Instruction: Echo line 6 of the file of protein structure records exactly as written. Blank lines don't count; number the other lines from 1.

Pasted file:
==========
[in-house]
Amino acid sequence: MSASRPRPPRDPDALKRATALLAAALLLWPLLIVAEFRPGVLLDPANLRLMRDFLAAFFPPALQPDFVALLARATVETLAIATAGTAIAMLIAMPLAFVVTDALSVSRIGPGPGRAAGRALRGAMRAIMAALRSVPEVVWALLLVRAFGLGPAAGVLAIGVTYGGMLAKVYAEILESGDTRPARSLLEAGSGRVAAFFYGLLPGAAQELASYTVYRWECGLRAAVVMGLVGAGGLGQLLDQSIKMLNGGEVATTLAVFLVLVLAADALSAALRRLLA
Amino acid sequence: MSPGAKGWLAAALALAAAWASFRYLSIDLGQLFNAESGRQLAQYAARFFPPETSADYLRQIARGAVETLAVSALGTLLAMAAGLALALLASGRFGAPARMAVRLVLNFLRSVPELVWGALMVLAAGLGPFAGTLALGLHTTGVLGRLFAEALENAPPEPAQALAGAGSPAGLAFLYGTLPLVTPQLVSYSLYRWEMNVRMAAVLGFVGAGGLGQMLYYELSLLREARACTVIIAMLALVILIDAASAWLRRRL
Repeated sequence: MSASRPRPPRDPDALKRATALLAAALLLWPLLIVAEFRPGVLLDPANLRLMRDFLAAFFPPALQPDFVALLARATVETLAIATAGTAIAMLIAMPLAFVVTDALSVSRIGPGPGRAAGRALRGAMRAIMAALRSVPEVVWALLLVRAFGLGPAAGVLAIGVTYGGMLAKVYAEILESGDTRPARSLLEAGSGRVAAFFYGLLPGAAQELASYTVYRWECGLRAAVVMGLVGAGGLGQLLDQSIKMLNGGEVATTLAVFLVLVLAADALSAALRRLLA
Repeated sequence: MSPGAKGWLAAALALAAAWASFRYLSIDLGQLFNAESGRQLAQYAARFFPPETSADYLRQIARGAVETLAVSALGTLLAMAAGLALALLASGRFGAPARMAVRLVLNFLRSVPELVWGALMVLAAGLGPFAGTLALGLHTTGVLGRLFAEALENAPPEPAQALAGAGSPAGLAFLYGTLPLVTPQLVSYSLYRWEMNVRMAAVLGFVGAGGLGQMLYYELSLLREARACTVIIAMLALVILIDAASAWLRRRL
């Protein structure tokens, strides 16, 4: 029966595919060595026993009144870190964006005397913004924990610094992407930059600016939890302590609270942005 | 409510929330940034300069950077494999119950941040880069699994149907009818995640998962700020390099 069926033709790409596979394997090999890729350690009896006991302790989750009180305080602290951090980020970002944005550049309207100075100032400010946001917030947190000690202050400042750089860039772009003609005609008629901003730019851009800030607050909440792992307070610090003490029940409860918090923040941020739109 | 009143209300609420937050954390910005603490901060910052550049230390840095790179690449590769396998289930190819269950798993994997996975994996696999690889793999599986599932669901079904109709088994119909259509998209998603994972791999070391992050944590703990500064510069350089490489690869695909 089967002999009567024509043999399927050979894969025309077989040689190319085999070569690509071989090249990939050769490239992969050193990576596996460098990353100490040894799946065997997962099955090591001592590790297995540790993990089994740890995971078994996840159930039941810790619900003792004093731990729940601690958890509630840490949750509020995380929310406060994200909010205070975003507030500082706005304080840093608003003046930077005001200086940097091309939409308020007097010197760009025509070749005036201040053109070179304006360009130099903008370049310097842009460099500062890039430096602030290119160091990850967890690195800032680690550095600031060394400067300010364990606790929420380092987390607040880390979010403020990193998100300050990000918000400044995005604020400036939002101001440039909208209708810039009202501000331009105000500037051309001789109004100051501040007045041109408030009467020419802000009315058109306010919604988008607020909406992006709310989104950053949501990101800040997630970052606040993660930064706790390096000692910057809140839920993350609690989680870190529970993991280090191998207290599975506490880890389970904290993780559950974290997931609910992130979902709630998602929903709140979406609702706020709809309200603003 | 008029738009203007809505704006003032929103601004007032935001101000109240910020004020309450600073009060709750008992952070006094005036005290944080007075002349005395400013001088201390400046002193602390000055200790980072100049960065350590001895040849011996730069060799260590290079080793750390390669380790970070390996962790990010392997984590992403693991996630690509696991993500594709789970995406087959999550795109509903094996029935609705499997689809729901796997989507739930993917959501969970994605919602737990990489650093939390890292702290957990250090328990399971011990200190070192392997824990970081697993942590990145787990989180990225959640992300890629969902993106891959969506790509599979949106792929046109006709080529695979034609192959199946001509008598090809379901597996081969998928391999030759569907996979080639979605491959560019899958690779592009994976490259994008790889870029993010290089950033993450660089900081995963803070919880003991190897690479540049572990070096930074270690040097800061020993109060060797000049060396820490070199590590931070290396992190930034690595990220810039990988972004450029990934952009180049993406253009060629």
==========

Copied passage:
């Protein structure tokens, strides 16, 4: 029966595919060595026993009144870190964006005397913004924990610094992407930059600016939890302590609270942005 | 409510929330940034300069950077494999119950941040880069699994149907009818995640998962700020390099 069926033709790409596979394997090999890729350690009896006991302790989750009180305080602290951090980020970002944005550049309207100075100032400010946001917030947190000690202050400042750089860039772009003609005609008629901003730019851009800030607050909440792992307070610090003490029940409860918090923040941020739109 | 009143209300609420937050954390910005603490901060910052550049230390840095790179690449590769396998289930190819269950798993994997996975994996696999690889793999599986599932669901079904109709088994119909259509998209998603994972791999070391992050944590703990500064510069350089490489690869695909 089967002999009567024509043999399927050979894969025309077989040689190319085999070569690509071989090249990939050769490239992969050193990576596996460098990353100490040894799946065997997962099955090591001592590790297995540790993990089994740890995971078994996840159930039941810790619900003792004093731990729940601690958890509630840490949750509020995380929310406060994200909010205070975003507030500082706005304080840093608003003046930077005001200086940097091309939409308020007097010197760009025509070749005036201040053109070179304006360009130099903008370049310097842009460099500062890039430096602030290119160091990850967890690195800032680690550095600031060394400067300010364990606790929420380092987390607040880390979010403020990193998100300050990000918000400044995005604020400036939002101001440039909208209708810039009202501000331009105000500037051309001789109004100051501040007045041109408030009467020419802000009315058109306010919604988008607020909406992006709310989104950053949501990101800040997630970052606040993660930064706790390096000692910057809140839920993350609690989680870190529970993991280090191998207290599975506490880890389970904290993780559950974290997931609910992130979902709630998602929903709140979406609702706020709809309200603003 | 008029738009203007809505704006003032929103601004007032935001101000109240910020004020309450600073009060709750008992952070006094005036005290944080007075002349005395400013001088201390400046002193602390000055200790980072100049960065350590001895040849011996730069060799260590290079080793750390390669380790970070390996962790990010392997984590992403693991996630690509696991993500594709789970995406087959999550795109509903094996029935609705499997689809729901796997989507739930993917959501969970994605919602737990990489650093939390890292702290957990250090328990399971011990200190070192392997824990970081697993942590990145787990989180990225959640992300890629969902993106891959969506790509599979949106792929046109006709080529695979034609192959199946001509008598090809379901597996081969998928391999030759569907996979080639979605491959560019899958690779592009994976490259994008790889870029993010290089950033993450660089900081995963803070919880003991190897690479540049572990070096930074270690040097800061020993109060060797000049060396820490070199590590931070290396992190930034690595990220810039990988972004450029990934952009180049993406253009060629």